in Humphrey asserted that fantasy sports sponsors keep between
forty and sixty percent of the money players pay to compete in their
leagues, a higher percentage than lotteries and home poker games that
have been the subject of recent raids in South Carolina.[17]  In fact,
Mr. Humphrey pointed out that pay-to-play fantasy sites do not accept
entry fees from players in Montana, where state law limits the amount a
fantasy sports sponsor may keep to fifteen percent.[18]

This argument may be an appeal to a factor inextricably linked
to gambling laws – morality.  By making the aforementioned arguments, the plaintiff likely sought to portray fantasy sports
sponsors in the same light as casinos, which are more than mere neutral
parties in a competition.  Despite this effort, there does not appear
to be a prevalent feeling amongst Americans that fantasy sports are
immoral.  In fact, Mississippi College of Law professor Michael McCann
states that the use of the word "fantasy" alone suggests an "innocence
to it."[19]

Even if fantasy sports were seen as immoral, it is questionable
whether such a perception would suffice as a reason to prohibit
pay-to-play fantasy entities altogether.  As more localities look to
casino licensing as a way to create a new source of revenue, it appears
as though the modern trend is to use the tax code, rather than the criminal code, to invoke society's notions of morality.  While the
passage of the Gambling Act may seem to counter this trend, the stated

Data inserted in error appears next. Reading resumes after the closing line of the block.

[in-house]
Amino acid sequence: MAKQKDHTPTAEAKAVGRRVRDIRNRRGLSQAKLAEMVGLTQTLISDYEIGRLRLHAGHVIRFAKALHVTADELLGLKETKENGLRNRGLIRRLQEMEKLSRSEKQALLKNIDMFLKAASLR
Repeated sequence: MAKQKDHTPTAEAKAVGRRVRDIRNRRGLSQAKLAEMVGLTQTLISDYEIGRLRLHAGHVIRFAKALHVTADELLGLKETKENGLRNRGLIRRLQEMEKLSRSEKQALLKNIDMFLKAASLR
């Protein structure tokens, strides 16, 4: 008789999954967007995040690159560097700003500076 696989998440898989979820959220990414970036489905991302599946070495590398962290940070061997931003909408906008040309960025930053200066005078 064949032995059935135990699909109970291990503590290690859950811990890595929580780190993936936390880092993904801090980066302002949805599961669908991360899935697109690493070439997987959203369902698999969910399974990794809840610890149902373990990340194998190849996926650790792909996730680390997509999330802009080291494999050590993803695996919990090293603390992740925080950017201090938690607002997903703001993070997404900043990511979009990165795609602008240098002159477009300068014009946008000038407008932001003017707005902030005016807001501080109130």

purpose of the statute is to prevent debt-related problems associated
with internet gambling.[20]  Though some may see this as a pretext
arising from the difficulties of regulating internet gambling, the
Gambling Act's goal does not expressly contradict the movement to
distinguish immorality from criminality.

As a result, fantasy sports players can rest easy in the
knowledge that this hobby is not a form of illegal gambling.  Fantasy
league sponsors may also celebrate their victory, as the industry
industry has survived this potentially lethal threat.  Despite this triumph, the economic success of fantasy football will likely keep this industry in the legal spotlight, and courts are already beginning to address the intellectual property and privacy implications of fantasy sports.


[1] Michael McCarthy, Fantasy Sports Ruling Could Have Wide Impact, USA Today, Oct. 16, 2007, available at

[2] Chris Isidore, The Ultimate Fantasy – Profits,, Sept. 2, 2003, (last visited Oct. 31, 2007).

[3] Id.

[4] Stephen Dorman, The Fantasy Football Phenomenon, The Acorn, Aug. 3, 2006, available at

[5] Humphrey v. Viacom, Inc., No. 06-2768 (DMC), 2007 WL 1797648, at *3 (D.N.J. June 20, 2007).

[6] Id. at *2.

[7] 31 U.S.C. § 5361 et seq.

[8] Chuck Humphrey, Lawsuit Seeks To Recover Fantasy Sports Gambling Losses, July 9, 2007, (last visited Nov. 3, 2007).

[9] Humphrey, 2007 WL 1797648, at *1.

[10] Id.

[11] 31 U.S.C. § 5362(1)(E)(ix).

[12] Humphrey, 2007 WL 1797648, at *8.

[13] Id.

[14] Id. at *7.

[15] Id. at *8-9.

[16] Id. at *7.

[17] Humphrey, supra note 8.

[18] Id.

[19] Tresa Baldas, Fantasy Sports Or Real-Life Gambling?, The Nat'l L.J., Aug. 21, 2006, available at

[20] 31 U.S.C. § 5361(a).